Weaknesses: Mediocrity reigns supremefew of the formulas are particularly exciting; antiwrinkle claims tend to go too far; jar packaging.
Originally the brainchild of a French pharmacist, RoC does its best to convince women concerned with wrinkles that using RoC products will erase those pesky lines and, of course, that RoC is the only company that keeps its promises. That doesn't bode well for the other J&J product lines Aveeno and Neutrogenawouldn't that mean they must be lying about the promises they make for their products? Regardless, the promises RoC makes, including all of the same old same old "you will look younger too" rubbish, aren't viable and don't hold up under closer scrutiny. None of what they assure you their products can do is possible beyond a cosmetic extent, and moreover the majority of RoC's U.S.- and Canada-sold formulas are either boring or one-note. They don't even come through with distinctive or interesting moisturizers.
For example, RoC is big on retinol, and includes it in products with and without sunscreen in the United States. Retinol is a cell-communicating ingredient as well as an antioxidant, and its benefits for skin are many (Sources: Archives of Dermatology, May 2007, pages 606612; Skin Pharmacology and Physiology, March/April 2005, pages 8187; and Journal of Cosmetic Dermatology, December 2005, pages 237244). However, for the most part, the amount of retinol in RoC's U.S.-sold products is barely a dusting, and so your skin won't receive much, if any, benefit from it. Ironically, although RoC promotes retinol much more than Neutrogena and Aveeno (all are J&J-owned companies), the latter two lines sell better retinol products! Several of the moisturizers with retinol sold by RoC in Canada also have much better formulations.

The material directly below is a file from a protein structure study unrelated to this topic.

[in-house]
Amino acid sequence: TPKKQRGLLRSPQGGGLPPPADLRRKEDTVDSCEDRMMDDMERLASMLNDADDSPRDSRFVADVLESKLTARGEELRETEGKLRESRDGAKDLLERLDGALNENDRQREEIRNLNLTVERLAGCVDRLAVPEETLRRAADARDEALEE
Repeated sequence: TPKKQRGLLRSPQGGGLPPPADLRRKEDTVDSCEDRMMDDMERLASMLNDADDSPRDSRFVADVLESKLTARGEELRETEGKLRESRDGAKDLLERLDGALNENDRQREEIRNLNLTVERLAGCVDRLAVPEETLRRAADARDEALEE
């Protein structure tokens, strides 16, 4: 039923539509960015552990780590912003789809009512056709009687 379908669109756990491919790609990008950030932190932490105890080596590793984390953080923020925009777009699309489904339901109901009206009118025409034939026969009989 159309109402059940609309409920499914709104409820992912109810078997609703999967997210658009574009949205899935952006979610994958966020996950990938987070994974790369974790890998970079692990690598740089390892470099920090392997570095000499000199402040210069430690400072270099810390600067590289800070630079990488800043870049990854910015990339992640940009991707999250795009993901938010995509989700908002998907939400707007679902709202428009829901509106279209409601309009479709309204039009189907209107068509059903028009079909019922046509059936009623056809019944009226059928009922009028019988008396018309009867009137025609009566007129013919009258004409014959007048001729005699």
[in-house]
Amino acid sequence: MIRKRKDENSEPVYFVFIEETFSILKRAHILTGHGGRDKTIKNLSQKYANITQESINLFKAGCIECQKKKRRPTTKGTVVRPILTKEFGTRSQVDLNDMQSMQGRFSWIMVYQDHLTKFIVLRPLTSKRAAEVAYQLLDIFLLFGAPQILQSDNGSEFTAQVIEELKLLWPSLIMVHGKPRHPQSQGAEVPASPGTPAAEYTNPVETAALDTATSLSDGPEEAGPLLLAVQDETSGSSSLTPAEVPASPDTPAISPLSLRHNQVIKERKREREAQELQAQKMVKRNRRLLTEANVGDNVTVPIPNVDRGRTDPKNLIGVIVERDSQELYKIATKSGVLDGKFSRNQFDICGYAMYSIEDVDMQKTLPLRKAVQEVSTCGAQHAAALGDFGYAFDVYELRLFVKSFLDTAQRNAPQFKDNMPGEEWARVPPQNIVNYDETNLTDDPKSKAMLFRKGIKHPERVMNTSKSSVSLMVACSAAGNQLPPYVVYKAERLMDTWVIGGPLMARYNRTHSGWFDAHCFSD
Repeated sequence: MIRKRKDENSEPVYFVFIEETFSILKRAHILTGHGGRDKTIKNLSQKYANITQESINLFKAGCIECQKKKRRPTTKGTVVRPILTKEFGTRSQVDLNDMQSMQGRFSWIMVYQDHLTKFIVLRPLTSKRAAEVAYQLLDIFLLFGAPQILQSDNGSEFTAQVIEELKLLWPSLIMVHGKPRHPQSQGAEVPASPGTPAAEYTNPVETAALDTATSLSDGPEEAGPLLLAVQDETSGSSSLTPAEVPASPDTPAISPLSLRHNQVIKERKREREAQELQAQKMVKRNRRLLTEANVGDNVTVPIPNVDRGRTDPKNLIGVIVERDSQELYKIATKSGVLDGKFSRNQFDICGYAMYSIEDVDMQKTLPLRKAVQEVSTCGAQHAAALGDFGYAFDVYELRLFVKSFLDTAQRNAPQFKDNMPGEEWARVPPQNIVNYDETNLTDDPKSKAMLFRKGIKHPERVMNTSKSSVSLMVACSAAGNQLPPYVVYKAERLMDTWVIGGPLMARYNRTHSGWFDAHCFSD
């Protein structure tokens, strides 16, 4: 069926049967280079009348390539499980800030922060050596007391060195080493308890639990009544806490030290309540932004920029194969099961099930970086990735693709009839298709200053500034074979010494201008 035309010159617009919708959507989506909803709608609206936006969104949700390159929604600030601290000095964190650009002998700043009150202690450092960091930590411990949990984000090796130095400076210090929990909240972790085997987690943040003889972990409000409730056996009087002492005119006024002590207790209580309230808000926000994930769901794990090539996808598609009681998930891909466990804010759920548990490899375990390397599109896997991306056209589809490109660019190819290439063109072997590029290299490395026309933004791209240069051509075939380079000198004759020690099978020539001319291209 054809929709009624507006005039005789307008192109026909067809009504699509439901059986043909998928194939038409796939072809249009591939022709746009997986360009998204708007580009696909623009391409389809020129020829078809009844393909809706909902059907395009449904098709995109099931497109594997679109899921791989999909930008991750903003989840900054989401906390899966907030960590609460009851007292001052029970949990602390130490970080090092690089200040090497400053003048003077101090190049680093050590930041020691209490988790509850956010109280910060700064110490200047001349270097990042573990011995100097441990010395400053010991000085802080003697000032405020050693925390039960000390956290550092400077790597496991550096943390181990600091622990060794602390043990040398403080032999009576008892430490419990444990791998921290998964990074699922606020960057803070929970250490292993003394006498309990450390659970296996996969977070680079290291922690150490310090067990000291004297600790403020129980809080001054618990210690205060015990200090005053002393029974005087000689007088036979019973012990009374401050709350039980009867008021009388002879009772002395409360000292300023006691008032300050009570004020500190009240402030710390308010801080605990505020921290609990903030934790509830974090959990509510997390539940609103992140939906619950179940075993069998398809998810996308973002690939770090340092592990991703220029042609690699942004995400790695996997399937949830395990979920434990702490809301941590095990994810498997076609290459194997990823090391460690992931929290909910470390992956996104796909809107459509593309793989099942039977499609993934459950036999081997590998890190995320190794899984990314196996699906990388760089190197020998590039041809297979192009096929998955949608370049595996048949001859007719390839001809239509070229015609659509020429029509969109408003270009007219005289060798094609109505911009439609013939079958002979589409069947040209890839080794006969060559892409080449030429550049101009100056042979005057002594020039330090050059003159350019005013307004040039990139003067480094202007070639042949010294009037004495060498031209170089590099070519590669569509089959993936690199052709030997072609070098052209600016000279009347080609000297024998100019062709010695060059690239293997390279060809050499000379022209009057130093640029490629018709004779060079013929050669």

Another ingredient RoC has been touting lately is DMAE (dimethyl MEA). This ingredient is described in detail in the reviews below, but suffice it to say that DMAE isn't a panacea for wrinkles or skin that has lost firmness. Lastly, soy is promoted by RoC as an anti-aging powerhouse. Soy has antioxidant and anti-inflammatory benefits for skin, but once again RoC shortchanges the consumer by including barely any of it. And it's probably no surprise that sister company Aveeno (and, to a lesser extent, Neutrogena) offers better (and less expensive) options if soy is what you want to try.
Taken together, isn't it interesting how all of these Johnson & Johnson brands offer similar products to different target audiences? Neutrogena is the all-encompassing line, going after consumers battling acne and wrinkles; Aveeno stresses its "Active Naturals" and plays on its oat heritage; RoC is made to appeal to consumers who want to take a serious, more clinical-minded approach to fighting the signs of aging. None of these lines have all the answers, but all of them have a few worthwhile products. It's just that with RoC, those looking for state-of-the-art options beyond retinol have the fewest choicesand that's a promise made clear by the reviews that follow!
For more information about RoC, call (800) 762-1964 or visit www.rocskincare.com. And for a better selection of state-of-the-art retinol products from RoC, see the reviews for RoC Canada.
About the Experts
The Beautypedia team consists of skin care and makeup experts personally trained by the original Cosmetics Cop and best-selling beauty author, Paula Begoun. We’re fascinated by skin care and makeup products and thrilled when they meet or exceed our expectations, but we’re also disappointed when they fail to perform as claimed, are wildly overpriced, or contain ingredients scientific research has proven can hurt skin.
Our mission has always been to help you find the best products for your skin, no matter your budget or preferences. Beautypedia’s thorough and insightful reviews cut through the hype and provide reliable recommendations for all ages, skin types, and skin tones.